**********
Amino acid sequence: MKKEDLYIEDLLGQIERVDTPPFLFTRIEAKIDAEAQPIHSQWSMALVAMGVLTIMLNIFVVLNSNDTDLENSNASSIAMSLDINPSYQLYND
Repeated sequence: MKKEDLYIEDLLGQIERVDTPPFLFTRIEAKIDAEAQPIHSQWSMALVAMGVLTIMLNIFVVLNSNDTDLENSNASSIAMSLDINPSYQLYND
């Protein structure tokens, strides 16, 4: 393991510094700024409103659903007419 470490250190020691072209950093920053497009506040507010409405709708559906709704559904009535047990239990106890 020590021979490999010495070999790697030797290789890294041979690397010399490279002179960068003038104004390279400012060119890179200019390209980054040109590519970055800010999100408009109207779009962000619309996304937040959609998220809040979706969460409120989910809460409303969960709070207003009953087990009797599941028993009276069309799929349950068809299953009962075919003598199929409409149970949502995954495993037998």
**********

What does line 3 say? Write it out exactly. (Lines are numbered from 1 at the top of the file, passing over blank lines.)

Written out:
């Protein structure tokens, strides 16, 4: 393991510094700024409103659903007419 470490250190020691072209950093920053497009506040507010409405709708559906709704559904009535047990239990106890 020590021979490999010495070999790697030797290789890294041979690397010399490279002179960068003038104004390279400012060119890179200019390209980054040109590519970055800010999100408009109207779009962000619309996304937040959609998220809040979706969460409120989910809460409303969960709070207003009953087990009797599941028993009276069309799929349950068809299953009962075919003598199929409409149970949502995954495993037998």